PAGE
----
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English Cocker Spaniels

An Online Owners Guide

 

 

Grooming Your Pet English Cocker



'Morgan' - O'Crowley


Grooming your pet English Cocker yourself can be a lot of work, but it is much less expensive than paying a groomer in the long run, and you will also be assured that your dog is treated well during this sometimes stressful process.

Please keep in mind that these instructions are for a pet groom, for the average pet owner - NOT a show groom.   You should check with your breeder and find out if they are particular about how the puppy is groomed, then follow their advice.  

All of the dogs pictured on this page belong to breeders, and are not shaved. 

If you have never groomed an English Cocker before, it might be good to take your dog for its first haircut to a professional groomer.  That way you will have a pattern to follow when you begin grooming yourself.  Make sure you find a groomer that knows how to do English Cockers, not American Cockers, as they are groomed very differently.  

First off you will need proper tools:
  • A good set of clippers made for grooming dogs.  Oster  clippers are what most ECS people I know use.  I use the Oster A5, it has 2 speeds that I find come in handy.  It comes with a #10 blade.
  • Three Spacing Comb attachments for the Oster clipper,  1/4", 1/2" and 1".  Or a 4-F blade.


Grooming Table Set Up - Minor

  • A high quality pair of thinning scissors.
  • A good pair of straight scissors, made for cutting dog hair.
  • Miscellaneous brushes/combs - a good pin brush, a small slicker brush, a  metal comb, a horse hair glove.
  • A small snood, or a big soft hair scrunchy to hold the ears up.  Don't use rubber bands or coated rubber pony tail loops - your dogs ears are very sensitive!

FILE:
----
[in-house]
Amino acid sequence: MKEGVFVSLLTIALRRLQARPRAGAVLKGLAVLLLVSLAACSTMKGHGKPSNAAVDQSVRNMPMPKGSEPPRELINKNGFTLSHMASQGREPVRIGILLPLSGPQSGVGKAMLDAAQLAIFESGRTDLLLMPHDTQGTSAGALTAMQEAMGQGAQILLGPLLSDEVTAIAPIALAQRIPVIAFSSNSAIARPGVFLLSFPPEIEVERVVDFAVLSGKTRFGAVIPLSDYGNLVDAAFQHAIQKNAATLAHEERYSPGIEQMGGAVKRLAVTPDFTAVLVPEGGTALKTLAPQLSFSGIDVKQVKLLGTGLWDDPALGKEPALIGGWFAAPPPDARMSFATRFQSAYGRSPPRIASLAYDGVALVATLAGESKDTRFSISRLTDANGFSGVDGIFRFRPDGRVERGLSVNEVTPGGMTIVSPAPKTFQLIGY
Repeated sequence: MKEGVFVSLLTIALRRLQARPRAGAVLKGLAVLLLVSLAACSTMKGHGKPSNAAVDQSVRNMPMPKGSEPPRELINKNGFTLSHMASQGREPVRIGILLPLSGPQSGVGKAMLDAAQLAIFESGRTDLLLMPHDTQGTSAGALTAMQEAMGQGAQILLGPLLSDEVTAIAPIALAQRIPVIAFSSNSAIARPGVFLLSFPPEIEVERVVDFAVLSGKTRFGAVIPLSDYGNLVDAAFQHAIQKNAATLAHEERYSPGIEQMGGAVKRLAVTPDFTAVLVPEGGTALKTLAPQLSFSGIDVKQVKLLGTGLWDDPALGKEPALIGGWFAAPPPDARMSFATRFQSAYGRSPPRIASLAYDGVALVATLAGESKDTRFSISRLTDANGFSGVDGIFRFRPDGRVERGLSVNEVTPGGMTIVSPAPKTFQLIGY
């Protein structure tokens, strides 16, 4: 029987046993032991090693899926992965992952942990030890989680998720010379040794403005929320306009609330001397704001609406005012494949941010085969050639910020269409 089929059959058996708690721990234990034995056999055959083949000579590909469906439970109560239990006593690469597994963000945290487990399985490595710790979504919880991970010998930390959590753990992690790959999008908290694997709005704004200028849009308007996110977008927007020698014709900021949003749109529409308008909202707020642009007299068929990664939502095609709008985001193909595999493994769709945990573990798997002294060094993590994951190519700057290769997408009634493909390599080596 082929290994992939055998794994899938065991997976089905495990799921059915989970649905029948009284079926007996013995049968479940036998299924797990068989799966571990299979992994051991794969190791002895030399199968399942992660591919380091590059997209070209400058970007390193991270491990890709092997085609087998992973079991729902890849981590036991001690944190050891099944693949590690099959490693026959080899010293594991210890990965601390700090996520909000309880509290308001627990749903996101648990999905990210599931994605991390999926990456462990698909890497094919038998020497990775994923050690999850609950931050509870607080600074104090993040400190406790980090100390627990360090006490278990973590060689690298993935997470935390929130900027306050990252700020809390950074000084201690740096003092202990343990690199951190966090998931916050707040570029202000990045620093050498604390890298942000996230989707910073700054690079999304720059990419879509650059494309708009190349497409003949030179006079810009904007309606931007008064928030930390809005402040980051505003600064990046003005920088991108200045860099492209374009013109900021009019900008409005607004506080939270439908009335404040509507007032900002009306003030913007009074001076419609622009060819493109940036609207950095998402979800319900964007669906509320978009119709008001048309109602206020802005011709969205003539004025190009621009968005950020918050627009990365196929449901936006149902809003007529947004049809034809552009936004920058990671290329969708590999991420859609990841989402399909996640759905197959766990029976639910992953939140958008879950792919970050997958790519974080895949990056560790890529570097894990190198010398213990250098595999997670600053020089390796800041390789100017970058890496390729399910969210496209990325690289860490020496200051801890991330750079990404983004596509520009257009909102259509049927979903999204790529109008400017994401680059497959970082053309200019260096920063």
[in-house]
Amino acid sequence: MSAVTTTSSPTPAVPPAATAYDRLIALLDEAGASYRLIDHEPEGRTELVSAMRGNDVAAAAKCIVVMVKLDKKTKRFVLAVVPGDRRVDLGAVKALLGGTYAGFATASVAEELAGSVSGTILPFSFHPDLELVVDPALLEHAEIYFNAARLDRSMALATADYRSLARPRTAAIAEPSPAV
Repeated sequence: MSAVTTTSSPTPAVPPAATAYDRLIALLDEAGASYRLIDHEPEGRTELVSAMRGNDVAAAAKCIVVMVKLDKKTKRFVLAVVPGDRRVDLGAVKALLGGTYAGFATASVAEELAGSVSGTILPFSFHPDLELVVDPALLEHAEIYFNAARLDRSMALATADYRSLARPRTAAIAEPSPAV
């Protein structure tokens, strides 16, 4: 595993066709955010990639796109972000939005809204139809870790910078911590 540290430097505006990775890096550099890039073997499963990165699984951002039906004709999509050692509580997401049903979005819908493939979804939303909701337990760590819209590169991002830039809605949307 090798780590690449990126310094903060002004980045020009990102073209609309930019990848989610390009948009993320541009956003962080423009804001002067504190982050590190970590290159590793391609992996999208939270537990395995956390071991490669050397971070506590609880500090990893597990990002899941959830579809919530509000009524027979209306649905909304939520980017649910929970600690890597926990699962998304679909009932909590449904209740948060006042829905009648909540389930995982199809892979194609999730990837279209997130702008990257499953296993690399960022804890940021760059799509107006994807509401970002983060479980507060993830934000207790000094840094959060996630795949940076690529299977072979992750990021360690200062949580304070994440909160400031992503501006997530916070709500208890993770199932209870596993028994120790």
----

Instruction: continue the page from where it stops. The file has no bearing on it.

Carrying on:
• A blow dryer - if you do not want to spend a couple hundred dollars on a professional dog dryer, you can buy a hand held doggie dryer called The Duck. It has 3 heat & air settings.  I   would not recommend using the highest heat setting, however.  
  • A grooming table or some area that you feel comfortable grooming your dog.  
  • Some special treats that he really likes.
  • Dog shampoo.
  • A spray on leave-in coat conditioner.
  • Towels.
  • 2 Cotton Balls.
    

If your breeder does not want your dog shaved, then you must strip the coat before bathing.  A clean coat is much harder to strip.  Check with your breeder on this process.

I know it's hard to believe, but this is the same dog! 'Raven' - Minor

 
Paula & pup
Minor

OK, after all your tools are in place the first thing you must do before any grooming happens is bathe your dog in a good dog shampoo.  Put a cotton ball in each ear to avoid water getting in there.  Rinse him well, towel off excess moisture, and blow dry.  Most people use some type of leave-in coat conditioner to avoid mats and tangles.  Use your metal comb & pin brush during drying to separate the hair and speed up the process.  Try not to groom your dog if he has not been bathed first - it will make your clippers and scissors dull.

Keep it lighthearted & fun - I usually give my dog treats at intervals during the bath - one treat when I first put them in the tub, then another one after I wet them down, then another after getting soaped up, then another one when they're rinsed off.   Keep praise low key & calm.

So now your dog is clean, dry & all brushed out - where do you start?   Anywhere, really!  Let's begin with the back and work down.   Place one of your combs on the end of your clipper - either the 1" or the 1/2", depending on how short you like your dogs coat on his back, or if you are using a 4-F blade instead, put it on now.  With the comb, shave against the grain of the hair, starting at the tail and continuing to the neck & making sure the hair that is falling off does not tangle in with your dogs feathers (the long hair on his legs & sides).